A note on Windows 10

You’ll probably find several applications installed on the Windows 10 home screen by your computer’s manufacturer. Due to their nature, these tend not to be so annoying (they can’t launch automatically, or interfere with the rest of your computer), but they do eat up disk space.

These don’t always appear in the traditional Add/Remove Programs or Programs and Features windows and instead might need to be removed from within the Start screen. It can be done simply by right-clicking on the offending item and selecting Uninstall. All of these apps are safe to remove.

Branded services and utilities

Laptop manufacturers will often load a computer up with dozens of additional utilities. Some are designed to make using your computer easier, others are designed to get you to sign up for premium services, such as cloud storage, with the manufacturer taking their cut. Other bits of software are slightly more nefarious, such as web toolbars that change your search engine and homepage (again, the PC manufacturer gets paid for this).

The difficulty here is that in the midst of the annoying software, there are genuinely useful bits of software that you shouldn’t remove. The best thing to do is go to Programs and Features in Windows 8 or Add/Remove Programs in Windows 7 or Windows 10. Sort the list of installed applications by Publisher and leave any bits of software alone created by your laptop or PC’s manufacturer, at least for now. It should be safe to remove all other applications from your computer, once you’ve read our advice on Drivers below.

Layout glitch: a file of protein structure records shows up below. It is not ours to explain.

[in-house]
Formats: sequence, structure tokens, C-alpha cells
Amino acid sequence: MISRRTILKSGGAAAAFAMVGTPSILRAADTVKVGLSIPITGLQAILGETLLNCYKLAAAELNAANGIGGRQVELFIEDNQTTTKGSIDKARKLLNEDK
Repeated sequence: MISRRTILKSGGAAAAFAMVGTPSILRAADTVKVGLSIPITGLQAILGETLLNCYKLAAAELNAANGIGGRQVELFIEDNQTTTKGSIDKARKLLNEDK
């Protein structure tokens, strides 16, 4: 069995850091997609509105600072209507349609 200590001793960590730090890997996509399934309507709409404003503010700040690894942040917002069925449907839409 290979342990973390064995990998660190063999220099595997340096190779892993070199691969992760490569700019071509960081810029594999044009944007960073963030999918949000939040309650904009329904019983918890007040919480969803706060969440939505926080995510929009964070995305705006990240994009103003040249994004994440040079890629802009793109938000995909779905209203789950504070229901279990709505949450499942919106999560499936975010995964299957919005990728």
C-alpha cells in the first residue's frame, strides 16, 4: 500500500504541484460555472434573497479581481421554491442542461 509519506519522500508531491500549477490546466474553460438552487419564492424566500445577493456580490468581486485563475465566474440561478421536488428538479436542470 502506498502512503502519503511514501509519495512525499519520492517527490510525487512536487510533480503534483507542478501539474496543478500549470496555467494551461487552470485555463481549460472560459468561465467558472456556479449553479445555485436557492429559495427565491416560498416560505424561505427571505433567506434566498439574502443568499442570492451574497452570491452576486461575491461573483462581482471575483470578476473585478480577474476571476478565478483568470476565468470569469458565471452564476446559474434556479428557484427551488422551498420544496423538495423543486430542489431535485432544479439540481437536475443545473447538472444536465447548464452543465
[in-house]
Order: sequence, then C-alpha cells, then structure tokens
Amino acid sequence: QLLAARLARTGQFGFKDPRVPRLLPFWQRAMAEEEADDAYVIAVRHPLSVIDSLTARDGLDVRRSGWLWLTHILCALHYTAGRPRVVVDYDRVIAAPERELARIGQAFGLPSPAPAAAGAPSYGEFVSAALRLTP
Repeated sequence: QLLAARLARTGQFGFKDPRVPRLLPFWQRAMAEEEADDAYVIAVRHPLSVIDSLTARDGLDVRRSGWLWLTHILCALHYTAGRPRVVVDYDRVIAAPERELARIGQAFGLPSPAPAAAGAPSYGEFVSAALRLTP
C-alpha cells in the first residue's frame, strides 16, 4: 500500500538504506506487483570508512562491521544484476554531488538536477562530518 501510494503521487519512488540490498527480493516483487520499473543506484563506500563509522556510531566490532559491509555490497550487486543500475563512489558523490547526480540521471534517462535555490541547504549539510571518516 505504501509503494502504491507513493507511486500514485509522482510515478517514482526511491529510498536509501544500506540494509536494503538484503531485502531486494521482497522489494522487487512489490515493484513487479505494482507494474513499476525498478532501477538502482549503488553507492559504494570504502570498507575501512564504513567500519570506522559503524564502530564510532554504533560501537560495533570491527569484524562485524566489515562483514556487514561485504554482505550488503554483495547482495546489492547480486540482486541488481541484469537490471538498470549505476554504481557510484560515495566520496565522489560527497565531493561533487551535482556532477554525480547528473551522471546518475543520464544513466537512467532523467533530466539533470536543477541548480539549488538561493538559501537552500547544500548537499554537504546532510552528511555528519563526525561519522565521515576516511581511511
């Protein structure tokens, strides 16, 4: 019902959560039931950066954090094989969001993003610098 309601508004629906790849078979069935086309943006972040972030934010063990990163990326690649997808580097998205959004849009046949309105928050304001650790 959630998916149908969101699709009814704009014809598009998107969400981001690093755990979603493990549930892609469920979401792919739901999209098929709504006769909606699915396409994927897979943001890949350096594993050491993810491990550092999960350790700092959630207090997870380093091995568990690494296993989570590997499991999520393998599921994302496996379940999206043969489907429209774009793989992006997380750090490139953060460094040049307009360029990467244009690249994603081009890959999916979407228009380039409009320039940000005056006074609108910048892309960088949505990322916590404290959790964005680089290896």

It’s better to remove too little when you start. As you use your computer more and more, note down the name of any software that’s too annoying and displays too many pop-up messages. Once you’ve got a good list together you can find this software and uninstall it, regardless of who the publisher is.

Branded services


Driver software is genuinely very useful and will make your computer work properly, so don’t remove any of this. The most common drivers are branded Realtek, AMD, Nvidia, Intel, Qualcomm and Broadcom, but there may be others depending on the model of your laptop.

Also, look out for device-specific drivers, such as ones for your keyboard, which will make sure that all of the shortcut buttons are working properly. These include device-specific button mappings (such as alt-key commands) and audio software that might provide enhancements to sound designed for your device’s speakers.

Finally, look out for any manufacturer-provided update software. This will download the latest driver and software updates for your computer automatically.

Links and uninstalled software

You’ll often find that a new computer has various bookmarks, desktop shortcuts and trial software installers on it. These generally can’t cause any harm, but they’re annoying and eat up disk space. Feel free to delete anything like this that you find.

Beware of Factory reset

Most laptops have their bloatware built into the factory reset, so attempting to do this will simply reinstall all the apps you were hoping to get rid of. An alternative is to create a new image of your computer in its new pristine state, using an application such as Acronis TrueImage.

How to install clean software

Free software can be just as bad as the rubbish that laptop manufacturers put on your computer, with many applications also installing addition toolbars and bits of bloatware. For that reason, when it comes to installing free software we recommend using Ninite. This clever utility automatically downloads and installs spyware-free software.